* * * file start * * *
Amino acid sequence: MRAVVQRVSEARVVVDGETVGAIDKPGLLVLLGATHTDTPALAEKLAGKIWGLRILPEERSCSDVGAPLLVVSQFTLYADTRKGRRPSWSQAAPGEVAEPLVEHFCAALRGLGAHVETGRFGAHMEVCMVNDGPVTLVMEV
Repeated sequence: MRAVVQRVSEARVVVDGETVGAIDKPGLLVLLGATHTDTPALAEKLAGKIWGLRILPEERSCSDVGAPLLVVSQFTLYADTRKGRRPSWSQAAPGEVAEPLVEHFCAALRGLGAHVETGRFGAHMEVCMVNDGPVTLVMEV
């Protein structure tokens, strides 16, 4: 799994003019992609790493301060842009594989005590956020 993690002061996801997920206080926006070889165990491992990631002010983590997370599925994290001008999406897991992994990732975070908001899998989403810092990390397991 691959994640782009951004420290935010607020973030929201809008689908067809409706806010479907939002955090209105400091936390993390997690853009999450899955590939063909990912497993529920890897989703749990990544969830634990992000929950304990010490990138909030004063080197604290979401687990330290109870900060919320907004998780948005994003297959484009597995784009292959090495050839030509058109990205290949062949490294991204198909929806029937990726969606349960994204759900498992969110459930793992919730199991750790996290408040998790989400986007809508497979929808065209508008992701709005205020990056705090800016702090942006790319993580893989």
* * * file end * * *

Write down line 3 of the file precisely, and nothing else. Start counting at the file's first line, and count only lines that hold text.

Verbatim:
């Protein structure tokens, strides 16, 4: 799994003019992609790493301060842009594989005590956020 993690002061996801997920206080926006070889165990491992990631002010983590997370599925994290001008999406897991992994990732975070908001899998989403810092990390397991 691959994640782009951004420290935010607020973030929201809008689908067809409706806010479907939002955090209105400091936390993390997690853009999450899955590939063909990912497993529920890897989703749990990544969830634990992000929950304990010490990138909030004063080197604290979401687990330290109870900060919320907004998780948005994003297959484009597995784009292959090495050839030509058109990205290949062949490294991204198909929806029937990726969606349960994204759900498992969110459930793992919730199991750790996290408040998790989400986007809508497979929808065209508008992701709005205020990056705090800016702090942006790319993580893989």